Viking ReViews: 1984


Envision a society with no freedom – everything you do, even your thoughts, are monitored by the government in an attempt to catch anyone who thinks of/condones a rebellious act.

In the novel 1984, this is the reality that everyone in this dreaded society has to face, and it comes with unthinkable punishments. 1984 is a dystopian novel written by George Orwell.

The novel  focuses on the life of Winston Smith, who is one of the only men in his society brave enough to have opposing beliefs to “Big Brother.”

Winston is a lower member of the party, making his duties and responsibilities not as heavily relied on compared to other groups in the party.

“Big Brother” is a group of party members who are of the highest rank, they control everything you say – from your own thoughts to something you may whisper to a friend.

Big Brother is in charge of finding anyone who even dares to think of a rebellious act, called “thoughtcrimes,” and to send them to the dreaded “Room 101” as their unimaginable punishment.

As no one really knows what goes on in Room 101 before they enter it, people have heard that it is believed to show your worst fear as a form of torture.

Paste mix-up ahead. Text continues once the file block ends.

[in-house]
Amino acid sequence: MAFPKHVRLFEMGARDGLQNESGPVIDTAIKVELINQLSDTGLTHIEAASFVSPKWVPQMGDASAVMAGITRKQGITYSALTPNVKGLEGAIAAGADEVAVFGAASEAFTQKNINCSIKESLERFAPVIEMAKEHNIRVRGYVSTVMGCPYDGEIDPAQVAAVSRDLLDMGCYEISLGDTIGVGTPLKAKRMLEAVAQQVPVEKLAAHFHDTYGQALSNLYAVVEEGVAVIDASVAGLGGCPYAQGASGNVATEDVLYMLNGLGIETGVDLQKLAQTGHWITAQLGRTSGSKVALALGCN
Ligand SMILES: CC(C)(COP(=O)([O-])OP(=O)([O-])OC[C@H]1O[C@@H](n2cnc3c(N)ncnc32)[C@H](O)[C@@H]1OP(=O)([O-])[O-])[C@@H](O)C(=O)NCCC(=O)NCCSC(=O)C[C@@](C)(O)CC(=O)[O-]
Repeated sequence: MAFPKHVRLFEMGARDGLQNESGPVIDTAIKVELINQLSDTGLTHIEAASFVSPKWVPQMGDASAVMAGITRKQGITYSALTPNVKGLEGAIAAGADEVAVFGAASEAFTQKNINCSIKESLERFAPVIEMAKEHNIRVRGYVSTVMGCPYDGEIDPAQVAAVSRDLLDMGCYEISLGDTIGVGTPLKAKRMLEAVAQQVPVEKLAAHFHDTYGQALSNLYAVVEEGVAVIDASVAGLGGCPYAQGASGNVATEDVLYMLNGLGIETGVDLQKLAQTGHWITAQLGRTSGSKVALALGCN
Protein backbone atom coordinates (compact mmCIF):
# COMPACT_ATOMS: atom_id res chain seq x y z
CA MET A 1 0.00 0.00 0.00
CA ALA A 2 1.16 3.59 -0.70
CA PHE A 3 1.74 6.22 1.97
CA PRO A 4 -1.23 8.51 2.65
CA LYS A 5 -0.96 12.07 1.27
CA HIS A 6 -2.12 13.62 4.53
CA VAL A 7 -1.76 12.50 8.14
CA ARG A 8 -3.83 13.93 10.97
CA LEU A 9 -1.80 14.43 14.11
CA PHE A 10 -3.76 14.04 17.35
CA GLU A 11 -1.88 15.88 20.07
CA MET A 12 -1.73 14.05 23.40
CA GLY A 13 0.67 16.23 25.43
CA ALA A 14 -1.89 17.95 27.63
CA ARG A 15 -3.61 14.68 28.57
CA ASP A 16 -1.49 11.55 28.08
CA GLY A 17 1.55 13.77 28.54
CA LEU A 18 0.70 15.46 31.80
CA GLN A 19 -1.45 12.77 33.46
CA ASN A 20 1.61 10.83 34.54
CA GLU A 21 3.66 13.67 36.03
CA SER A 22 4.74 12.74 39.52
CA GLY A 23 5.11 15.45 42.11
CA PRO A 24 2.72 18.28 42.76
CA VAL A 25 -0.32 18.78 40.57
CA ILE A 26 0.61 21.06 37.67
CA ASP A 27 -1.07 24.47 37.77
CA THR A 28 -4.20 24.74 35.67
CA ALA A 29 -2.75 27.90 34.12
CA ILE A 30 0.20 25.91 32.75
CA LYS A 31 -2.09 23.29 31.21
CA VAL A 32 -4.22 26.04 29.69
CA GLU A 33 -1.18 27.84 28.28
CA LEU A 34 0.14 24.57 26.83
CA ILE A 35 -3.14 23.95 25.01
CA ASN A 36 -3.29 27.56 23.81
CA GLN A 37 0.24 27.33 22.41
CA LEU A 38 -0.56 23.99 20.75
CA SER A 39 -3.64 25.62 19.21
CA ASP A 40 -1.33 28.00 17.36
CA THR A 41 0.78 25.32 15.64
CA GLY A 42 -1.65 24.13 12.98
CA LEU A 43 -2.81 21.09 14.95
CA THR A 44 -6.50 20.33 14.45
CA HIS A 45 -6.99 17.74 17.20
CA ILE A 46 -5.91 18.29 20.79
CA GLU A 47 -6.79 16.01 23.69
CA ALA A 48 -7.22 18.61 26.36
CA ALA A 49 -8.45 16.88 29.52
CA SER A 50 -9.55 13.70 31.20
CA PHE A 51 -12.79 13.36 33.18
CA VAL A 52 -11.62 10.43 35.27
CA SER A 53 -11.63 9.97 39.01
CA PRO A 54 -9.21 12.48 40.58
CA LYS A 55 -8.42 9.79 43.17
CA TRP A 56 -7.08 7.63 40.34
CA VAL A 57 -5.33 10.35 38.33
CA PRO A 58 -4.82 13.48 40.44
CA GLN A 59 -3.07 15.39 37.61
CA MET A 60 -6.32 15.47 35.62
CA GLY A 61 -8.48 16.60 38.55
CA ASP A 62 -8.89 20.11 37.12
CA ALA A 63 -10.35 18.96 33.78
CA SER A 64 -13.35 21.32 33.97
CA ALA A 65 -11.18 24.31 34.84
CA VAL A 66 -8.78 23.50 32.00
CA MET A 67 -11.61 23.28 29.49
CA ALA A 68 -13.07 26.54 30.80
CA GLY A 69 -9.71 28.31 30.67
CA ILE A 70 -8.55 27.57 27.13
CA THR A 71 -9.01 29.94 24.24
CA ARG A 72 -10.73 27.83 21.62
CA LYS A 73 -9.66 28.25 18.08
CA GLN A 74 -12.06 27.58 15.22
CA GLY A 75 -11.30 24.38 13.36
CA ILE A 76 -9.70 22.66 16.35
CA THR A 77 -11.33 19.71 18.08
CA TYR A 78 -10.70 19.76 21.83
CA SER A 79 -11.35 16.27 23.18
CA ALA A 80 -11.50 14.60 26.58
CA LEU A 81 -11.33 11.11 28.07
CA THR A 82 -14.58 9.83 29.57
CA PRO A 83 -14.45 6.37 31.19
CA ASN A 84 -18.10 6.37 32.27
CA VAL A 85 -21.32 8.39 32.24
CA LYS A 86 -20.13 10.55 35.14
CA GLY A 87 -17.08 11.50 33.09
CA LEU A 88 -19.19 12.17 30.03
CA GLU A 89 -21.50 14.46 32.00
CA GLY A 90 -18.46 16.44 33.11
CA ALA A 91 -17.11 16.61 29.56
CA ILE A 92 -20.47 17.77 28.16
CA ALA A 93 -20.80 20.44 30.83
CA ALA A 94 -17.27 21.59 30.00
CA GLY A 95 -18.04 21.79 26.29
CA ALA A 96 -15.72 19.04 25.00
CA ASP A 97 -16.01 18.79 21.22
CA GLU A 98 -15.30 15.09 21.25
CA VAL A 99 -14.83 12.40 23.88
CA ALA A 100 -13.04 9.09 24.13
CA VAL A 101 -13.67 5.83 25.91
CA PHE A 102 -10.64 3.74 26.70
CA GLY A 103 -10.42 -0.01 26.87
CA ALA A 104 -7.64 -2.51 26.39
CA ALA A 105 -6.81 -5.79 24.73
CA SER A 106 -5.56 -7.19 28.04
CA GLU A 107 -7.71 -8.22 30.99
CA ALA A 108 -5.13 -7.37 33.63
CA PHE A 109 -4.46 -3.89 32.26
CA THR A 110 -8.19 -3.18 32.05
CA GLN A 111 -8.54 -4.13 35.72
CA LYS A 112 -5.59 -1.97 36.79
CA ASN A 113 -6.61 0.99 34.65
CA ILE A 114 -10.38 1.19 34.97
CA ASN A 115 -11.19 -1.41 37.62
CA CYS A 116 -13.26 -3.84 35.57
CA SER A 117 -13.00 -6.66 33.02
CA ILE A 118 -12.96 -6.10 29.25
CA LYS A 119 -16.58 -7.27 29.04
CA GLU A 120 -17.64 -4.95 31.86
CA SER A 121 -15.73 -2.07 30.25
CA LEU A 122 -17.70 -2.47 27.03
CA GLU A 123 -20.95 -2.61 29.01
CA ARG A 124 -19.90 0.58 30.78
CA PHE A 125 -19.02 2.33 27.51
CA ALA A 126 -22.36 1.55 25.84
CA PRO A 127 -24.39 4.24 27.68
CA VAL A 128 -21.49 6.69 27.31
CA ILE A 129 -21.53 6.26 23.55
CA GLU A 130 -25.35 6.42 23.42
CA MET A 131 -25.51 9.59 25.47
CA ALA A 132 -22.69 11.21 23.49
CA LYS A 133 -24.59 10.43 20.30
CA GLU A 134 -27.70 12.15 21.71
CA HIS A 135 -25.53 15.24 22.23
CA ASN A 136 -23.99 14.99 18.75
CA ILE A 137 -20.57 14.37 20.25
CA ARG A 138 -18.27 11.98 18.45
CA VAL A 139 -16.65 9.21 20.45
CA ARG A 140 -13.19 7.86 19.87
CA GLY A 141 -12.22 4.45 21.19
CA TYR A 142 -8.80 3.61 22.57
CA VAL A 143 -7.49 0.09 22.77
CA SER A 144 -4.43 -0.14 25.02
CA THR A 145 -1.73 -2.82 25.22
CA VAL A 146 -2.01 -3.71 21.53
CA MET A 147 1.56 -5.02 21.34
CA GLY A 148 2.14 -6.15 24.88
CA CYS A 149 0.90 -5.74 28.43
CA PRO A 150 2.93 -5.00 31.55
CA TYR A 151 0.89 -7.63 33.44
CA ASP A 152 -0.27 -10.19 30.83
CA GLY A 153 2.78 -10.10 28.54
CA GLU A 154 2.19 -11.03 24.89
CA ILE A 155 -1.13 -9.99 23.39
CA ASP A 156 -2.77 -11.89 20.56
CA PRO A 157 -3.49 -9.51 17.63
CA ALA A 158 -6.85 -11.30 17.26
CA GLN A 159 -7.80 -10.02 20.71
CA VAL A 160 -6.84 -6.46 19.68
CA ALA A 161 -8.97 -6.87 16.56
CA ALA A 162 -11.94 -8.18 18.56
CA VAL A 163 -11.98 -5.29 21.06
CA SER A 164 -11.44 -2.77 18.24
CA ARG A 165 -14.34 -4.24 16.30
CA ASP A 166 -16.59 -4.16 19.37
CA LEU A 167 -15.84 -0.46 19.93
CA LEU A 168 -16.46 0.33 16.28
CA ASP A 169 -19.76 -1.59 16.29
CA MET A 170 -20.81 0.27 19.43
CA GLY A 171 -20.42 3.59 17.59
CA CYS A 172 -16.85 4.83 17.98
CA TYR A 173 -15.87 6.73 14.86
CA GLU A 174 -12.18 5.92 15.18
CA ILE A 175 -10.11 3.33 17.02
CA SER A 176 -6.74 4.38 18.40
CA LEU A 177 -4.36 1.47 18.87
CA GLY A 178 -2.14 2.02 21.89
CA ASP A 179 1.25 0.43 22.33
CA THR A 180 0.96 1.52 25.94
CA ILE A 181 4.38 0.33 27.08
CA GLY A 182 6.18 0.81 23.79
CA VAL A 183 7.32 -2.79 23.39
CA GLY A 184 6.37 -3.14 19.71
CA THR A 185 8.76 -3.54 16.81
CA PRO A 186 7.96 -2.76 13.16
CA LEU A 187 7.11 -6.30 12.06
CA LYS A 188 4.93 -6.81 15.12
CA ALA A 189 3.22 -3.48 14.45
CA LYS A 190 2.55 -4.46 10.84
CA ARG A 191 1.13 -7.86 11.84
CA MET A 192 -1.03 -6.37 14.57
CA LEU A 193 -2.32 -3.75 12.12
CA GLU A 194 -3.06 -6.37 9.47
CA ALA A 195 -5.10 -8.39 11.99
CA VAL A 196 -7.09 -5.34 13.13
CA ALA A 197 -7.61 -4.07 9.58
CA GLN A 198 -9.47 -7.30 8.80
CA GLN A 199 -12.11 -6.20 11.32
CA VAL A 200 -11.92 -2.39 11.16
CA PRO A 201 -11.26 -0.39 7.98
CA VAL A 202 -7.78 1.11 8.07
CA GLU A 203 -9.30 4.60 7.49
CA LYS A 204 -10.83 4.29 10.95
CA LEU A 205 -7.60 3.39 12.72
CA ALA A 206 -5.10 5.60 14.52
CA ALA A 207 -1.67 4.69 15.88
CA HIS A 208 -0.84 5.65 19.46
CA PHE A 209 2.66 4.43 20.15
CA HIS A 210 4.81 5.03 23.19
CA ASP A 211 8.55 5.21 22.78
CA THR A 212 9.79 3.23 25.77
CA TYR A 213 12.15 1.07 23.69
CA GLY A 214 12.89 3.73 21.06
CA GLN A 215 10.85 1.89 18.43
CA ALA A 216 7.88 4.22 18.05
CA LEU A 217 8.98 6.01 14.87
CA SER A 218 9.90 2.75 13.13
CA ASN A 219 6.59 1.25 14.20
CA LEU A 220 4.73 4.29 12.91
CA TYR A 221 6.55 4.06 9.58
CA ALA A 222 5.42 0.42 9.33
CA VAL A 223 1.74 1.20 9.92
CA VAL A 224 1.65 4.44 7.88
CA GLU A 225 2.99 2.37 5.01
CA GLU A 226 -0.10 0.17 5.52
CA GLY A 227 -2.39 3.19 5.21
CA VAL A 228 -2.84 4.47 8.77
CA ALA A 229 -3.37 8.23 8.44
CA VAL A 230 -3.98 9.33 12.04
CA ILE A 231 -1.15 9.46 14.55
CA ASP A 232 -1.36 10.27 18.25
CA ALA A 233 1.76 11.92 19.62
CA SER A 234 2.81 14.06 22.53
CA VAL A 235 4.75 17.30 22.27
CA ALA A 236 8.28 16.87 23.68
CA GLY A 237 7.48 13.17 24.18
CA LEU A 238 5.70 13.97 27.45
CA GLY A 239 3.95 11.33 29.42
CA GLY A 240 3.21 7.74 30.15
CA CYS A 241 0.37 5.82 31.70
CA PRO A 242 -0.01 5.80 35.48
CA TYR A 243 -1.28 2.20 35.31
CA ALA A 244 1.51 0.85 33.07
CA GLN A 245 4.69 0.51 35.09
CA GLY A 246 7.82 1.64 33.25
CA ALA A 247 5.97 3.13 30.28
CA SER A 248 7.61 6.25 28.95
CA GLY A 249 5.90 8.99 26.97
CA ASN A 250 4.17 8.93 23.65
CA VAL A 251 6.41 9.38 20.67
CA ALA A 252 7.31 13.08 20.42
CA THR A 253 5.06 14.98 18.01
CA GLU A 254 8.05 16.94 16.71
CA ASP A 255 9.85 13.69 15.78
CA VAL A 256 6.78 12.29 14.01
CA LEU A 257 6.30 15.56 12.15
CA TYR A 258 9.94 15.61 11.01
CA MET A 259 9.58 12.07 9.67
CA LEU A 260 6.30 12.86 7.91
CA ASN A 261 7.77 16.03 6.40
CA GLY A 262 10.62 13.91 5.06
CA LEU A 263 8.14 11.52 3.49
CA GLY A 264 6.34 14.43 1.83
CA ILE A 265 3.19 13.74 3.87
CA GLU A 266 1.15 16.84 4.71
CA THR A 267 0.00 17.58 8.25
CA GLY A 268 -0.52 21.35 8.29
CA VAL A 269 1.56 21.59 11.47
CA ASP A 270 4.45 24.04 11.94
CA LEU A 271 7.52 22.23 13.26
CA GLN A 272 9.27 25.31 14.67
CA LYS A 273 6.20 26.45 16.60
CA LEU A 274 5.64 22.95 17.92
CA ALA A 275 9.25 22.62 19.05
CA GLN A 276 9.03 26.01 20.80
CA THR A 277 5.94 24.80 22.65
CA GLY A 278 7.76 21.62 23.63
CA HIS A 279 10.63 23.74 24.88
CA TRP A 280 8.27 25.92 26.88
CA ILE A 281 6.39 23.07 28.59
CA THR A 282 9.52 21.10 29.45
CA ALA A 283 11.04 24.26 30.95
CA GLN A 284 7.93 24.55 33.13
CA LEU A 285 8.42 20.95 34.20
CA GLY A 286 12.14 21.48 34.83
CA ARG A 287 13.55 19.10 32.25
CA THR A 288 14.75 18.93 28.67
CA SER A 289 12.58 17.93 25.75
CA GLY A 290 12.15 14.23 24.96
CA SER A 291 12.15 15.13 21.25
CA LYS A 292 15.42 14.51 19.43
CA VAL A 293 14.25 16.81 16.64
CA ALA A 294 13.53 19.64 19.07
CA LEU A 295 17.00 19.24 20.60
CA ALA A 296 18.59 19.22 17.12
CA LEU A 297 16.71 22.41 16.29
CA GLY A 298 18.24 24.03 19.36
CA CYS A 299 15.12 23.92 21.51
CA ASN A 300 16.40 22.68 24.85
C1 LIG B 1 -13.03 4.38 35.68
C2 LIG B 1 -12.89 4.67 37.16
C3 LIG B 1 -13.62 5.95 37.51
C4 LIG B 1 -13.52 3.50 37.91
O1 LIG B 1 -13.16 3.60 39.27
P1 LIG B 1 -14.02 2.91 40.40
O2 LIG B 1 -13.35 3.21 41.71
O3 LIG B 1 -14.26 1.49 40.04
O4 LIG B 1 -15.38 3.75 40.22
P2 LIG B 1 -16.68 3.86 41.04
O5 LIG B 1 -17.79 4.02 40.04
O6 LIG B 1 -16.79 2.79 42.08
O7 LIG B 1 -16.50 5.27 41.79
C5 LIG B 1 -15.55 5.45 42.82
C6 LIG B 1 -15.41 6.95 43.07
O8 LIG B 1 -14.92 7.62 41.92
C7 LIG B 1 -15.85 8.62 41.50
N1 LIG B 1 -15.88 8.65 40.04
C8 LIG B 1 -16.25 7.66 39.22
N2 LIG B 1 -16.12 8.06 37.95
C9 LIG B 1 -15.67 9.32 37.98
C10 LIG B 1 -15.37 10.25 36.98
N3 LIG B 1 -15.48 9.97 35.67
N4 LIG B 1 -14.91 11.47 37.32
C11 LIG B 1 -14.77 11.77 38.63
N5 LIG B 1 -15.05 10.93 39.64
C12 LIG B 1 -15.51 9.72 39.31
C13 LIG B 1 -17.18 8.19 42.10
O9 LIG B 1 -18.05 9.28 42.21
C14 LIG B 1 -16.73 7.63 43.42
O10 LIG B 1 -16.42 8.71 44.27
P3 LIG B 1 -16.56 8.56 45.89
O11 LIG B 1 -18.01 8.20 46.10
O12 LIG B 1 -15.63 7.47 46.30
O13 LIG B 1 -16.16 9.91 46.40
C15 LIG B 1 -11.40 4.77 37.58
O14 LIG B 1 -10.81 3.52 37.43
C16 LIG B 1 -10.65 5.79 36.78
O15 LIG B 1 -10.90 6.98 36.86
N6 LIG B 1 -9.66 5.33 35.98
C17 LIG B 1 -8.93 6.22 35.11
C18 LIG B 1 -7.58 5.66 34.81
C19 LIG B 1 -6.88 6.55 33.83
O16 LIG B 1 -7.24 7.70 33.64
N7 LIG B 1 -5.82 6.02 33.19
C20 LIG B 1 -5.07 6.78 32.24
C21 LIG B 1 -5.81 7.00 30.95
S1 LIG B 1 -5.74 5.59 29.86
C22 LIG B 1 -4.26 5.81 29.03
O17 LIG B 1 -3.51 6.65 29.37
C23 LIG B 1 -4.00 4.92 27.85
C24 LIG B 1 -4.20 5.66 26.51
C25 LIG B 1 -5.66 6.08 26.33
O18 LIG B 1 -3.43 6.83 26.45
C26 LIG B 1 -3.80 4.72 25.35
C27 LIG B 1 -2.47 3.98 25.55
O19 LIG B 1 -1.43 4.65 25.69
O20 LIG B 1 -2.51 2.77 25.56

With this controlling society, the citizens are always in a state of panic/worry as they dread going to Room 101.

Similar to other dystopian novels like “The Hunger Games,” 1984 presents a freedomless dystopian society. The Hunger Games presents a society that is prone to rebellion, and everything they do (for example, the games itself) to keep the citizens in line.

Similarly to this, 1984 portrays this bigger, higher up-like ruler who invades every inch of the citizens privacy in hopes to avoid any rebellion. George Orwell creates a novel that encapsulates you in his work, leaving the reader curious every time a chapter ends.

The storytelling is so crucial to the development of the book, and it makes the reader ponder on the idea that this could happen to our society in a dystopian lifetime.

While for some of us it’s been a while since we’ve read this book, it is still very relevant to students of all ages.

It may have seemed boring and more of like an assignment to read since it was a school issued novel, however, the novel doesn’t turn out to be as boring as one might think it is – it was definitely one of my favorite novels I read throughout my years here at Slope.

1984 has been available to purchase since 1949, and is available to everyone here at Slope – whether it be in the library or in your English 1-2 teacher’s classroom.

You can also find it on the Sora app, an online library available to all students here at Slope.